Verizon is kicking off LTE-U trials in the US, testing out how using unlicensed 4G spectrum could fill in gaps in its traditional LTE network. The pilot, expected to run until the end of the year, will use Samsung LTE-U femtocells – each will create a bubble of LTE service to which smartphones can connect, and be bridged with Verizon’s official network.
LTE-U is one of a number of approaches carriers and networking device manufacturers are hoping to use to cater to the increasing number of wirelessly-enabled devices in the market.
Co-existing with existing technologies like WiFi on the 5GHz band, LTE-U doesn’t require any of the expensive frequency licensing that made the government so much money when selling off 4G spectrum. However, it also requires a little care to make sure the various different wireless occupants don’t end up interfering with each other.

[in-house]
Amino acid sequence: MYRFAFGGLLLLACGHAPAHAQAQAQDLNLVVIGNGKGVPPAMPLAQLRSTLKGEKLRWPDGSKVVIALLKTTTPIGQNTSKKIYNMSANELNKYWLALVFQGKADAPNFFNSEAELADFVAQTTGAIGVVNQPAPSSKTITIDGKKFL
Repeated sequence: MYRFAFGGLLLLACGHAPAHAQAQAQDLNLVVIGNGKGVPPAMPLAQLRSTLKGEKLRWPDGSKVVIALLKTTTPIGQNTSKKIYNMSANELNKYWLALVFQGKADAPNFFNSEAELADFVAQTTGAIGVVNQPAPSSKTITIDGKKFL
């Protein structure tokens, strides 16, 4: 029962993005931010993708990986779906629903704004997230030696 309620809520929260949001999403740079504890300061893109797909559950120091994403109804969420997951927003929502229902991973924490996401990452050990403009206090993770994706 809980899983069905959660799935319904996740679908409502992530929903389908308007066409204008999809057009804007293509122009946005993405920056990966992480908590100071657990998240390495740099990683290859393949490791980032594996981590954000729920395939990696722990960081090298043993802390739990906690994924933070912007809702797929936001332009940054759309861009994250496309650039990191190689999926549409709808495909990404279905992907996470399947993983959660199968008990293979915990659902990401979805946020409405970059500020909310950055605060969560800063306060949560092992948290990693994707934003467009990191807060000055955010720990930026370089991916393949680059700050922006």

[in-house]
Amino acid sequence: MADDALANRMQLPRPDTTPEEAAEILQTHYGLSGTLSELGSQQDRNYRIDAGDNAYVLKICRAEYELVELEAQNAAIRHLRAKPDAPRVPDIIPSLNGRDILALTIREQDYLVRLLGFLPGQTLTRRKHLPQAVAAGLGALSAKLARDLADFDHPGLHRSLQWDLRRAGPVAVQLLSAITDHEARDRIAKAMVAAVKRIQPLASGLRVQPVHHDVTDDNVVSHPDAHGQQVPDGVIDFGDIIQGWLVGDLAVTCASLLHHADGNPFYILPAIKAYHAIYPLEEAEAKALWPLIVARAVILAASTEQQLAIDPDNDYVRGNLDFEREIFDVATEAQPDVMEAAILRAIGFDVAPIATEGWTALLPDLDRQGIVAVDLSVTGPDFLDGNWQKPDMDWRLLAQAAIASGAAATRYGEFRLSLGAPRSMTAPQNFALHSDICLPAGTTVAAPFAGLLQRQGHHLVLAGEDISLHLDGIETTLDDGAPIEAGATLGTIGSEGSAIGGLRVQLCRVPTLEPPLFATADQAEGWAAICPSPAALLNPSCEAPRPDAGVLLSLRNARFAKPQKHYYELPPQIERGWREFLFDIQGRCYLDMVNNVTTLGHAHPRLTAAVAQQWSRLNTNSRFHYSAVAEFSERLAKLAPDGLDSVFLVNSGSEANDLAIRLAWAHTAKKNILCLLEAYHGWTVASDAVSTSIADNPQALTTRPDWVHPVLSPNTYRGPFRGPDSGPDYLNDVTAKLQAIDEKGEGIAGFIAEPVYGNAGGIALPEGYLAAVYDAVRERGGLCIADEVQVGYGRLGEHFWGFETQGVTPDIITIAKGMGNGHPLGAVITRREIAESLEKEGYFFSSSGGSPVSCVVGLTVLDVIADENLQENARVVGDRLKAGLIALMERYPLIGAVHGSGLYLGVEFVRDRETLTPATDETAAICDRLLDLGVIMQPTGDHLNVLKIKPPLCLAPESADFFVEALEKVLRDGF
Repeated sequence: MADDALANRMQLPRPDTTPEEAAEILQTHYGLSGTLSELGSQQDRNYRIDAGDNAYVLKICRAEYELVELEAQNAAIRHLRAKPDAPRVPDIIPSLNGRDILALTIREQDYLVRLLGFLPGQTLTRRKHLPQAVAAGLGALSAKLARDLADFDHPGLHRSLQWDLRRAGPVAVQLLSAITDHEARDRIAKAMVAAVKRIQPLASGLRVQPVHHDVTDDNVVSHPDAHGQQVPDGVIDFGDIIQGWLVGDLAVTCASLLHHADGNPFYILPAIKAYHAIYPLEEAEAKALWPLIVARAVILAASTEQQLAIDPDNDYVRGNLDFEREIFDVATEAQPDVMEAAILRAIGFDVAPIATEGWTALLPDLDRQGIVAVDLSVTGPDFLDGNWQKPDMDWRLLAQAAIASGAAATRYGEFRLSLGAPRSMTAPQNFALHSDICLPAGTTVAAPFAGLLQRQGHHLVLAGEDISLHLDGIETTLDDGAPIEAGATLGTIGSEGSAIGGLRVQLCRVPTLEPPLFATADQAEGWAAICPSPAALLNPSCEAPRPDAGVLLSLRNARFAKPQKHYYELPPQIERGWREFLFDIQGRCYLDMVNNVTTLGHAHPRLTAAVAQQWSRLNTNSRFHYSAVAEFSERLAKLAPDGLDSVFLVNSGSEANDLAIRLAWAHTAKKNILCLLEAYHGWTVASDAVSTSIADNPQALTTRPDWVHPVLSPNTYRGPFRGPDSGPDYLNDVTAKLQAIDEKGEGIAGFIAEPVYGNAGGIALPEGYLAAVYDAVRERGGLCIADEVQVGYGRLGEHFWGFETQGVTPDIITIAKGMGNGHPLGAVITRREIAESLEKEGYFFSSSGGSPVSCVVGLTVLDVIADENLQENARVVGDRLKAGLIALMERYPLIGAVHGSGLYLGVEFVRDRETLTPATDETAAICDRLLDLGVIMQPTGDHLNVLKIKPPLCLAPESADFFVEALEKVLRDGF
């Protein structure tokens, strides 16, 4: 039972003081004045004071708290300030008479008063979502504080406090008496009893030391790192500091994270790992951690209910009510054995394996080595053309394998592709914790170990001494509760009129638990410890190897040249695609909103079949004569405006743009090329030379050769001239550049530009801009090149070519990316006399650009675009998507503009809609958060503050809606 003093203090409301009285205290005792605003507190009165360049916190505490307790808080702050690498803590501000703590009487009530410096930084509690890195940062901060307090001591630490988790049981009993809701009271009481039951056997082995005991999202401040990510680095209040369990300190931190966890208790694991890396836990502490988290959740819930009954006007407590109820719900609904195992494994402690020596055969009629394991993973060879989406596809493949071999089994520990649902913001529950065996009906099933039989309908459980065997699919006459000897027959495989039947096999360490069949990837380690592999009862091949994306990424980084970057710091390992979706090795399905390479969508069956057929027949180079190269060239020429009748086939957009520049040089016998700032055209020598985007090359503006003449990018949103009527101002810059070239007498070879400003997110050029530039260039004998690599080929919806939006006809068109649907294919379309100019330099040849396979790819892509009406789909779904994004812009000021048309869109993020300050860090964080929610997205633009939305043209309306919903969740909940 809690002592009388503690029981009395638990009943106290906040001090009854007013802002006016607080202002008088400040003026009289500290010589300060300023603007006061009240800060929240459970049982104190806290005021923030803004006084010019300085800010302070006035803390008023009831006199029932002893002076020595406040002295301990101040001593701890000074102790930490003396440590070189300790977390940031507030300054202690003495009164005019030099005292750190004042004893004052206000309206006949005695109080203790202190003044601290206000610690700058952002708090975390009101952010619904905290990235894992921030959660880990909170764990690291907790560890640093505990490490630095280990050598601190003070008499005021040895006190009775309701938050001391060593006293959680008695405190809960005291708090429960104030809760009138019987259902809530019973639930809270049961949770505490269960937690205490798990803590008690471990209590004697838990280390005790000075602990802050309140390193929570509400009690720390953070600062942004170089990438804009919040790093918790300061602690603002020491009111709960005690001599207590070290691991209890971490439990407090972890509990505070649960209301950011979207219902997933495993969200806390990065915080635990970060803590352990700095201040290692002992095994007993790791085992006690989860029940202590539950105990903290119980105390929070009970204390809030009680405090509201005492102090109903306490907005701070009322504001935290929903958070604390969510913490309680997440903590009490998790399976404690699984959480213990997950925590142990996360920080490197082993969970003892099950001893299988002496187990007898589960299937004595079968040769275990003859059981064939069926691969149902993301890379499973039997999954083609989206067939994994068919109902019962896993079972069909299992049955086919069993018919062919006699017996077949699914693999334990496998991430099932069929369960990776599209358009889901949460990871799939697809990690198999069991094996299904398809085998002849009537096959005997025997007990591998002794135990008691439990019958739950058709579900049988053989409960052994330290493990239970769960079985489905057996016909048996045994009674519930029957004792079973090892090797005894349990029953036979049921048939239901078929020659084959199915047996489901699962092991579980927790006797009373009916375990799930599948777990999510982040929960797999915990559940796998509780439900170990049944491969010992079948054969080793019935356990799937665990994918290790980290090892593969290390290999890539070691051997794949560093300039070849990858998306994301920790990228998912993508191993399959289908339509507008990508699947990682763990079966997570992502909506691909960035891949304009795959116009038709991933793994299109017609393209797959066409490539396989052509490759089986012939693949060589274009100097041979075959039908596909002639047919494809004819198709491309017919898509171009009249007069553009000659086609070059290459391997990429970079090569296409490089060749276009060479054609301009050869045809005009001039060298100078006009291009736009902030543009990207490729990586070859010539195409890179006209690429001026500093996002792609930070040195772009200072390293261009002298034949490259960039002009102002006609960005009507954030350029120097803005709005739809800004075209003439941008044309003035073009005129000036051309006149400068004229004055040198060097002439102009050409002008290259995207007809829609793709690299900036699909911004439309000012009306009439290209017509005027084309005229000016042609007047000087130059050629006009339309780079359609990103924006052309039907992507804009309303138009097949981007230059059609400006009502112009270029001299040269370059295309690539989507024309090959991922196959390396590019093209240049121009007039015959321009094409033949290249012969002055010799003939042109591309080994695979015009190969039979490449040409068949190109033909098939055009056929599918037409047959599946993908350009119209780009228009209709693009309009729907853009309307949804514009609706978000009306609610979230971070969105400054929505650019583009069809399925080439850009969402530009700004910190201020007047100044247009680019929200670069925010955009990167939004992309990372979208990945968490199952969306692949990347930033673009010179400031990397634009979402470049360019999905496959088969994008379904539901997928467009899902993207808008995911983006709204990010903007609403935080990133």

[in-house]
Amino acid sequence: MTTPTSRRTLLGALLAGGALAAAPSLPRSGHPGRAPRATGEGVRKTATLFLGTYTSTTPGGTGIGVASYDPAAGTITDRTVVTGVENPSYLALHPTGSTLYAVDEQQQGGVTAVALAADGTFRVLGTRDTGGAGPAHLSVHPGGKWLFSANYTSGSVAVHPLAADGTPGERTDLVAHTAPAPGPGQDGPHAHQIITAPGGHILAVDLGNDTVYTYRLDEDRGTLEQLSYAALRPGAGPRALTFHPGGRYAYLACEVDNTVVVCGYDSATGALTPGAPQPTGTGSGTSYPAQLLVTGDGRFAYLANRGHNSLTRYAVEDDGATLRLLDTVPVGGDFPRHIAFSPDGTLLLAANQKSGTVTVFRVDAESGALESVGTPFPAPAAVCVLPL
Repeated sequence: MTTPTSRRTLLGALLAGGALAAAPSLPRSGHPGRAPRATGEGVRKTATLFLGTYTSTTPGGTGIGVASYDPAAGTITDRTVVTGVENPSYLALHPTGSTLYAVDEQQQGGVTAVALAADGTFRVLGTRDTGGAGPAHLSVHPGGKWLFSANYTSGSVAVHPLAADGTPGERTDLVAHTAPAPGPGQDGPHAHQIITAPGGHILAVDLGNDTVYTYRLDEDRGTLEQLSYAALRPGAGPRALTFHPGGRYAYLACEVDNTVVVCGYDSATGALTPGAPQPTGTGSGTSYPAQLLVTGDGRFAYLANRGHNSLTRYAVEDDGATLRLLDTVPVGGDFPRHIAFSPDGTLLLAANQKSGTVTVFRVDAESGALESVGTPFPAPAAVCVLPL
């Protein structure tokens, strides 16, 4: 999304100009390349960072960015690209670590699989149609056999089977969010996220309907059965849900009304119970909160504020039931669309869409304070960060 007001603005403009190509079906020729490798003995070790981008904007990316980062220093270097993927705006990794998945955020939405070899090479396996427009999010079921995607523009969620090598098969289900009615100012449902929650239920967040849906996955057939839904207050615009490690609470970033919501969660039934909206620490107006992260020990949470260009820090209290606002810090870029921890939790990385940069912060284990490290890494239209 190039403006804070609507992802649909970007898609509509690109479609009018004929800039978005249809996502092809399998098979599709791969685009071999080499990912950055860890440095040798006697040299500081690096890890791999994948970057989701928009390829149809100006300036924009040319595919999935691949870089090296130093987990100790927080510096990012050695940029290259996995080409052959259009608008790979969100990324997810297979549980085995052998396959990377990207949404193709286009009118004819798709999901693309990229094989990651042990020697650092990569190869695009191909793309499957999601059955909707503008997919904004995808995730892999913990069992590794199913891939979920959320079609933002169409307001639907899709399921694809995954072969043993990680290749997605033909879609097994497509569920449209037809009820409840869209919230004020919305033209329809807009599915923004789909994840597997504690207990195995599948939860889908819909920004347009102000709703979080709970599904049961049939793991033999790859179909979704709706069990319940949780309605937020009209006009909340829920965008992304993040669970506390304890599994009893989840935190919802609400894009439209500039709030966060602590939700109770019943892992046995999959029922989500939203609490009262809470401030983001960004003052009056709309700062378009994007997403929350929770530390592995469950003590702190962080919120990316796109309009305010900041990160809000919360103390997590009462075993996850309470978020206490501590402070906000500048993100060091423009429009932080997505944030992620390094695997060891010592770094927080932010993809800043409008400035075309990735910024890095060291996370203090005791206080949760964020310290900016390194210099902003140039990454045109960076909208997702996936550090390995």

For Verizon’s trial it will use Samsung femtocells, which are promising to be as neighborly as you’d hope with existing routers and other equipment. They support 2×2 Multi-input Multi-output (MIMO) on both the licensed and the unlicensed spectrum bands, for better range and throughput.
Exactly where Verizon plans to implement the femtocells isn’t clear at this stage, and it’s uncertain what sort of modifications to handsets might be required in order to allow them to roam between LTE and LTE-U.
Nonetheless, it could end up a far more cost-effective way of implementing coverage in network deadspots.
Commercial deployment of LTE-U will kick off in 2016, Verizon says, assuming everything goes to plan with the trials.